1. When economists say they "know" something, what do they mean?
2. How do we know it's true?
These are two questions that I've been exploring more deeply by looking into the Philosophy of Science. People in this camp ask really interesting questions about what qualifies as "good science". My opinion since thumbing through these thoughts? In order for good science to happen you need to have a testable claim (a theory AND you might even have multiple theories). Then, you carefully manipulate variables relevant to the testable to claims to see if they are influencing the outcome you try to test. When I tell my students that economists know "stuff" through experimental tests and econometric analysis I feel quite justified in saying, "Economists know X or Y" and I feel very scientific because I feel like we take seriously this kind of scientific method. But, I've noticed something for sometime . . . . and a confluence of events as caused me to confront this head on: econometric analysis can be misleading.
By the way, for those not familiar with econometrics . . . The central idea of econometrics is to hold some variables constant while seeing what the impact is of another variable. For example, we know there is a wage differential between women and men. But, what we really want to know is whether holding all the other relevant variables (such as experience, educational certification, marital status, race, etc.) constant whether being a man or woman has a significant impact on wage. In general this seems like a great way to analyze data, but, there are problems. Here is where my confessions of confusion and skepticism need to be brought to the light so you can respond.
Last night on the Greyhound Bus I listened to Russ Roberts talk with Robin Hanson about Truth in Economics where the really interesting question was asked,
"When is the last time an empirical study ever changed your mind about a topic?"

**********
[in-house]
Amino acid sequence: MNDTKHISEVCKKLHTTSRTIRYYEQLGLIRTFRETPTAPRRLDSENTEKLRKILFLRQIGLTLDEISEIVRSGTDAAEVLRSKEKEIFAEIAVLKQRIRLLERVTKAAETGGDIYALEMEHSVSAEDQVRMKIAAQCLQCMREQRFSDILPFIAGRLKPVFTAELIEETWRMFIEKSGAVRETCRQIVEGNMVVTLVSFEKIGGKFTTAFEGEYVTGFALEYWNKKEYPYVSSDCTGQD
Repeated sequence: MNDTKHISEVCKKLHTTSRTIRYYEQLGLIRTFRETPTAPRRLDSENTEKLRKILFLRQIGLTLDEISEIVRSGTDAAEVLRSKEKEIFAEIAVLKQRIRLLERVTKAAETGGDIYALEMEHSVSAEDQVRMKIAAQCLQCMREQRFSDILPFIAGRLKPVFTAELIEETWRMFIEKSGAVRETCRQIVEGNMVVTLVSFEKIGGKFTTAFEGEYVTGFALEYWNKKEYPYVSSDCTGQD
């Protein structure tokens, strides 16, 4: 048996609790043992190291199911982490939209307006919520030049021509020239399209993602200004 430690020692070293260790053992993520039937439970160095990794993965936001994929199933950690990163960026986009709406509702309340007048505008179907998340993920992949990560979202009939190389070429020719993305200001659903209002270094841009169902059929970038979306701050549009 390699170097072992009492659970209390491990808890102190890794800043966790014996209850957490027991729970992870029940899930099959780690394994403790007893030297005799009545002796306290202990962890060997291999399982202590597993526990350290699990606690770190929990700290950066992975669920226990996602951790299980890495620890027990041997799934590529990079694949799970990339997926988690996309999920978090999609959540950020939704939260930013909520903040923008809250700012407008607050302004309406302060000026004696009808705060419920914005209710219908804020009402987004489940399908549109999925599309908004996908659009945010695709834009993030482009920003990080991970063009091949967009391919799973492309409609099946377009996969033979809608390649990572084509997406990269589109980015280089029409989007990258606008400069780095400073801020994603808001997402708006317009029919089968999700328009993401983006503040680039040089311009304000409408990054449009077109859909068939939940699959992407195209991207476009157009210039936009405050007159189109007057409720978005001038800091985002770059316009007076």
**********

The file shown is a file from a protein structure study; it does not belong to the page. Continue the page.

Can you think of a study you read and then said, "Wow! This just blows my initial thoughts on Policy X out of the water!" There are competing empirical studies for just about everything in economics and while consensus is large on quite a few issues it is quite slim on a number of other issues. This is captured by varied opinions on the impacts/magnitudes of impacts that minimum wage, universal health care, immigration, foreign aid, etc. have on the goals of employment, quality of care, low skilled labor market, and growth respectively. For more information about how economists have different views check out Dan Klein's work at Econ Journal Watch.
What are the basis for these different outcomes in the studies? Different data? Different econometric techniques? Biased political and academic processes that gives incentives to find "the right answer"? (For example, if you stake out a desirable position about a major policy question you can open up future possibilities for funding and careers in policy think tanks) I hope the latter is not true but suspect that it might be. Economists follow incentives like everyone else and if these incentives are driving the statistical outcomes is the integrity of the profession is seriously in question? Others have noticed this problem as well, wondering why pundits of these various policies overlook facts in favor of entertaining lies.
This brings me to a final point. The new Journal of Economic Perspectives has a symposium in their new issue to discuss some of these points but is more cheerful in tone heralding the the brand new "credibility revolution in econometrics". Perhaps this should make me feel at ease about the current status of econometrics, BUT, while minor improvements can be made to the econometric techniques around the edges how much of econometric technique has the flavor of being a fad? At the heart of the debate is an oldie but a goodie, "Taking the Con out of Econometrics" by Ed Leamer. My guess is that this symposium will cause loads chatter throughout the economics profession about what is true, but I could be overly optimistic. The folks at Permutations blog write provide some nice links to some good summaries here and Russ Roberts interviewed Leamer on EconTalk here to talk about the state of econometrics.
All is not lost in my couch confession! Healthy doses of skepticism are probably a good thing. Admittedly I am a novice at these kinds of advanced econometric techniques and look forward to getting up close and personal in the future so I have a better idea about the validity of different tests. But, here are some items in the midst of this crisis toned post that I feel I can say with some confidence:
1. People operate with limited resources (scarcity) and they make tradeoffs with those limited resources.
2. Human beings make tradeoffs many times based on a cost-benefit calculation (however quick it might be)
3. The costs and benefits of an action are often determined by incentives via social and legal rules
4. Humans have limited knowledge and cannot know everything which is why there are so often unintended consequences to policies